In 2004, Fairport Convention bass player Dave Pegg split with his wife Chris, who had been, since 1979, organising the holy folk communion in rural Oxfordshire almost single-handedly.
As she walked away, so did the festival’s future, it seemed. Hairy old folkies across the land collectively sobbed into their flagons. So it was announced with much celebration in early 2005 that a new organisational team headed by Pegg and fellow Fairport stalwart Simon Nicol was taking over and that this beloved festival would carry on.
And last year was as great as ever. No massive hikes in ticket prices, no unsightly corporate sponsorship and with the same family-and-friends atmosphere the festival prides itself on.
The tiny village of Cropredy is just outside Banbury. It is a picture-postcard example of a humble, quiet, Tory English hamlet all year except this one weekend, when folk devotees descend for three days of happy music and ale. The locals are notoriously tolerant about the proliferation of beards and the wafting smell of marijuana that hangs over their settlement. God bless them, and those hordes that come down to see Fairport Convention emotionally crank out Meet On The Ledge for the 450th time.
The Guardian last month picked up on the remarkably middle-class nature of most of Britain’s festivals nowadays. There are few that prove this state of affairs better than Cropredy. No moshing here, in fact beyond the twenty metre or so space in front of the only stage where the enthusiastic tap their feet and sing along, the audience sit in deck chairs on the hill, waiting to be entertained.
This is no bad thing, for Cropredy never pretended to be anything other than a peaceful weekend for lovely people. It remains this, but last year I was witness to a troupe of those ‘chav’ fellows attempting to storm their way into the festival past security, two fights, and the most irritatingly unhelpful stewards you can imagine (“you can’t cross this empty field with no one in it and where nothing happens mate, ‘ealth and safety”).
Confronted with these minor ills, there’s nothing for it but to head beerwards. Wadworth 6X isn’t the greatest ale in the world, but it is heady enough and it is local. Wadworth Wadworth everywhere at Cropredy, and plenty of drops to drink. There is only one bar on site, which is inconvenient but great if you want to mingle with the acts. A secret for any Cropredy virgin is that you must head to Cropredy Cricket Club for the cheapest pint. Not within the actual festival boundary, but they are a friendly bunch and last year it was the scene of mass celebration as England began to grasp the Ashes.
Cropredy’s food is varied and plentiful. And expensive. So most campers bring their trusty gas stoves and cook for themselves, which is another element to the smug ‘Caravan Club’ faction who frequent Cropredy. But God, the irresistible smell of bacon that sneaks into your tent in the morning as you wake up with a perverse hangover from too much Wadworth is a torture not even the prospect of a dozen mandolin solos later in the day can allay.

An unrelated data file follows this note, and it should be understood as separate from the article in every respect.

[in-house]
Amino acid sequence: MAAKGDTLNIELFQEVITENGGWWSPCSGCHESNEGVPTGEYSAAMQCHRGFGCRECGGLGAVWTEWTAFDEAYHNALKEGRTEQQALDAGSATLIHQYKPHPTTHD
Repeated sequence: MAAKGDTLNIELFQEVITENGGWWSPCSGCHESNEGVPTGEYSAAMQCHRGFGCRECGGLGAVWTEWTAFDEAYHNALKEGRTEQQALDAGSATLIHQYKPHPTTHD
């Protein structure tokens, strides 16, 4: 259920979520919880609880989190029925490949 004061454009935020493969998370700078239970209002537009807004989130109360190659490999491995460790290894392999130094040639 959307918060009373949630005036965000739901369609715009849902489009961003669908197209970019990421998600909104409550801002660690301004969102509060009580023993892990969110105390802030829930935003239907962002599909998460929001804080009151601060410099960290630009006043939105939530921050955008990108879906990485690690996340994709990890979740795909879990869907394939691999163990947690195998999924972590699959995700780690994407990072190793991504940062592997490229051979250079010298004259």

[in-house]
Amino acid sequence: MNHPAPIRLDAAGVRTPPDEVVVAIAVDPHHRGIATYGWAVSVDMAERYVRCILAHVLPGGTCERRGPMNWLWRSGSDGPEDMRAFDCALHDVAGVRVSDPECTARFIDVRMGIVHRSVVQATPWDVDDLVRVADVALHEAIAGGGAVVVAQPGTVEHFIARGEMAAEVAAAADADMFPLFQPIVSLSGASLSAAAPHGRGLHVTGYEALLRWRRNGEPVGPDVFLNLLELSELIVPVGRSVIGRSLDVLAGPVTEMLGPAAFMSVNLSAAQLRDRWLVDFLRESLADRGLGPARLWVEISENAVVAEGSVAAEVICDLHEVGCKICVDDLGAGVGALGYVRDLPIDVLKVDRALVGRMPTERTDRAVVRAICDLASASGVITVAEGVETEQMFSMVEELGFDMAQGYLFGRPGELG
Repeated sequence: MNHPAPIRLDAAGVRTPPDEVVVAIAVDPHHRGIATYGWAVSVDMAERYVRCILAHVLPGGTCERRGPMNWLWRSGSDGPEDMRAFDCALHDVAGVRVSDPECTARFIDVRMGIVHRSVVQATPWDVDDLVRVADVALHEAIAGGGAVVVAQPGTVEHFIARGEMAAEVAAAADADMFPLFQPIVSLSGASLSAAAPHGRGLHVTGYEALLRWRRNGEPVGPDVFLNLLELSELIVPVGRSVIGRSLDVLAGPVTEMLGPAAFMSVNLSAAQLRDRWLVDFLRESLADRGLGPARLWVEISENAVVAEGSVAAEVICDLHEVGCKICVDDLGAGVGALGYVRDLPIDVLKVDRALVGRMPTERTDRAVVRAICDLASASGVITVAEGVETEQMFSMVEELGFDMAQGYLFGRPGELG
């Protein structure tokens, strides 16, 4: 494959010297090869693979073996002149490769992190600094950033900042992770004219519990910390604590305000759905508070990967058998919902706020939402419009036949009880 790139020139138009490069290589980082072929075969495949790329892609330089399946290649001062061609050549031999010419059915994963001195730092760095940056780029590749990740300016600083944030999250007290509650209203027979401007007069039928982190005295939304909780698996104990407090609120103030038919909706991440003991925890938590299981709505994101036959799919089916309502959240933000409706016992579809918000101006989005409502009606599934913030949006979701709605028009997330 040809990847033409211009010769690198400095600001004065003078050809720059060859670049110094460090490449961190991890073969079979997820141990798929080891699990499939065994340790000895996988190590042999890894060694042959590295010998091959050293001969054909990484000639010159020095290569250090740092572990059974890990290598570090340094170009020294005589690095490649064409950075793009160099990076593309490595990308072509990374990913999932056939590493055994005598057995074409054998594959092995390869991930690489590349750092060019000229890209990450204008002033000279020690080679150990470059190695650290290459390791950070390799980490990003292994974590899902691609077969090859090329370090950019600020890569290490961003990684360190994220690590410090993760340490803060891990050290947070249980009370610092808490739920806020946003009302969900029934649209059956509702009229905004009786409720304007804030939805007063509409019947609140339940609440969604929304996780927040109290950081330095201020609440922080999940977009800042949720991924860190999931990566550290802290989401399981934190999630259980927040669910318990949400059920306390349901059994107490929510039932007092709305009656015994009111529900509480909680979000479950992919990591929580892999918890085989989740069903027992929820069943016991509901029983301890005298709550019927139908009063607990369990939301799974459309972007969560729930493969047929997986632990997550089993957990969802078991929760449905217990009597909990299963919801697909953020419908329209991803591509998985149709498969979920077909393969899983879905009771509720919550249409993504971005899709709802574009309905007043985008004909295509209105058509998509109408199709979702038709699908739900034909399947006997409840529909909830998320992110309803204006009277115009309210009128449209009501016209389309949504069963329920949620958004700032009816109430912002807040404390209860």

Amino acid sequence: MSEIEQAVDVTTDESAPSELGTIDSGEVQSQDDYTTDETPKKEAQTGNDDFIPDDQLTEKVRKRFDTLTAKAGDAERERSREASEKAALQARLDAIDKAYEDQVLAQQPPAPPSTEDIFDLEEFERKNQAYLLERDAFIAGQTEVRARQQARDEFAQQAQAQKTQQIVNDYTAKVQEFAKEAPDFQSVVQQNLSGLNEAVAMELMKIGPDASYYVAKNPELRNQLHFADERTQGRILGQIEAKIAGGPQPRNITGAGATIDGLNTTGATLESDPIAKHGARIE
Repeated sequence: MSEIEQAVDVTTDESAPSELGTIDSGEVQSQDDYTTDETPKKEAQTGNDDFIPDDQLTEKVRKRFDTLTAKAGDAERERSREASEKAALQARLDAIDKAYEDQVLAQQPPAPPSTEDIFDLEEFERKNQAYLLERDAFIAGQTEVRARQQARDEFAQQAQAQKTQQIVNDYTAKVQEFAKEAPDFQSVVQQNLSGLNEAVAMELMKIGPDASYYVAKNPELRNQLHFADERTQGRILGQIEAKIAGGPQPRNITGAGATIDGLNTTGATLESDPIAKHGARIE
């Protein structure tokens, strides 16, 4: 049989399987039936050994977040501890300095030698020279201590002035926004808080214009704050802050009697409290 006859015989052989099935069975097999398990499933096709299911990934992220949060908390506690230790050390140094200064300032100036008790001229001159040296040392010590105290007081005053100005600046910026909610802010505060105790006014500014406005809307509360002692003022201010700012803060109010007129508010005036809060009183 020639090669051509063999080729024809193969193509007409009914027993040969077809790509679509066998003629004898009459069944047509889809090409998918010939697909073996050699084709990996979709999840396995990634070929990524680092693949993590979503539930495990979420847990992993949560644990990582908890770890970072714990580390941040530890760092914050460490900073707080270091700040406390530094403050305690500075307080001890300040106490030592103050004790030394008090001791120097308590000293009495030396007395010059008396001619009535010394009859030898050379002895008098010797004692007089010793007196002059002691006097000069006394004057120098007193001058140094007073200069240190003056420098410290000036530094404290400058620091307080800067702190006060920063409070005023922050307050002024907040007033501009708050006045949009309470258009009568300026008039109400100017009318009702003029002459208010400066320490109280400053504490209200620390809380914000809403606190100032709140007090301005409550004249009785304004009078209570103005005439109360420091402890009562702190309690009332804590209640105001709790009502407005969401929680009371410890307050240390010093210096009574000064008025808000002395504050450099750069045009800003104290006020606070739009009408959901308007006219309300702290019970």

Cropredy has a history of hosting the biggest names in folk and rock. Robert Plant, Lonnie Donegan, and err, Procul Harum sit proudly in Cropredy folklore while just last year acts as big as Jethro Tull, Richard Thompson and Country Joe MacDonald and as diverse as Jah Wobble and the Ukulele Orchestra of Great Britain kept the seated masses entertained.
Each last night sees Fairport Convention play for around three hours, ploughing through their enormous back catalogue. They may only have one original member nowadays (Simon Nicol) but they remain a class live act. Chris Leslie’s songwriting has ensured that unlike many other elder statesmen of rock, their most recent material has not slipped into nondescript mediocrity. They also remain supreme instrumentalists, with Ric Sanders in particular provoking hearty cheers after noodling his way through a fiddle solo.
This year, Friday night should see one of Cropredy’s most special nights in years. Big John Martyn, now with one leg and a bear-like visage, is one of the greatest songwriting talents to ever emerge from these isles. Buddy to Nick Drake and innovative fuser of free-jazz with traditional folk on albums such as Solid Air and Bless The Weather, Martyn will surely bring the Cropredy faithful to their knees, or at least out of their deck chairs. Martyn’s most seminal work in the 70s was accompanied by bass virtuoso Danny Thompson, who comperes this year, so we live in hope and expectancy that the two will team up once again for us.
Headlining on Friday are Steeleye Span, once dubbed ‘the UK’s answer to the Velvet Underground‘. They’re nothing like that cool, and never were, but should fulfil the Thursday-night slot – in essence a warm up for the bigger names later in the festival – with aplomb.
Other acts include 10cc, Deborah Bonham (sister of John), Squeeze‘s Glen Tilbrook and intriguingly, the winners of the BBC Radio 2 Young Folk Awards, Bodega. What with all the grey hair and sagging limbs (or missing, in Martyn’s case), it is to Pegg, Nicol and co’s credit that the bright young things of folk are given a chance. This is one of the most admirable Cropredy traditions.